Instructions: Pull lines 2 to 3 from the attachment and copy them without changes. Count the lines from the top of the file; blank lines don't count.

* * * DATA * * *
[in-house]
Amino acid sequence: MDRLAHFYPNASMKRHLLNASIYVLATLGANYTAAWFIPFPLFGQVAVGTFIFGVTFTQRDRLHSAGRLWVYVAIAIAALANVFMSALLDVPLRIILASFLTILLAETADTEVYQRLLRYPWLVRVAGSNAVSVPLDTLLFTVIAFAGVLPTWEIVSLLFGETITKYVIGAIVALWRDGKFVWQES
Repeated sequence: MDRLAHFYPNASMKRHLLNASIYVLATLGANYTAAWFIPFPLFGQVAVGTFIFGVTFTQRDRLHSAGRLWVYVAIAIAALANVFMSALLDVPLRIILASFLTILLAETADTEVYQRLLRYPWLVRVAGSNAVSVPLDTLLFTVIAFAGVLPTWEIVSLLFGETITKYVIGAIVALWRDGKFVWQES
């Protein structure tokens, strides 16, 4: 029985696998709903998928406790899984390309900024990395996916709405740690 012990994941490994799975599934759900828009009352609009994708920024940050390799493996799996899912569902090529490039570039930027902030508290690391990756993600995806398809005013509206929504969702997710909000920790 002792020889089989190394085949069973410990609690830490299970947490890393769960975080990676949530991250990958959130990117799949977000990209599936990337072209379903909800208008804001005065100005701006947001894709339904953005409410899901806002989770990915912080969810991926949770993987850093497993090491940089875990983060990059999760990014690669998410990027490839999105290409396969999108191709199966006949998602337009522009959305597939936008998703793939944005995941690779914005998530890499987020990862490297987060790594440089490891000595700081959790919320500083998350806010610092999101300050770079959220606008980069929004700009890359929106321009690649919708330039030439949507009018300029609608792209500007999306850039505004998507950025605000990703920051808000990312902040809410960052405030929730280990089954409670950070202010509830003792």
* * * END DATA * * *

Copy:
Amino acid sequence: MDRLAHFYPNASMKRHLLNASIYVLATLGANYTAAWFIPFPLFGQVAVGTFIFGVTFTQRDRLHSAGRLWVYVAIAIAALANVFMSALLDVPLRIILASFLTILLAETADTEVYQRLLRYPWLVRVAGSNAVSVPLDTLLFTVIAFAGVLPTWEIVSLLFGETITKYVIGAIVALWRDGKFVWQES
Repeated sequence: MDRLAHFYPNASMKRHLLNASIYVLATLGANYTAAWFIPFPLFGQVAVGTFIFGVTFTQRDRLHSAGRLWVYVAIAIAALANVFMSALLDVPLRIILASFLTILLAETADTEVYQRLLRYPWLVRVAGSNAVSVPLDTLLFTVIAFAGVLPTWEIVSLLFGETITKYVIGAIVALWRDGKFVWQES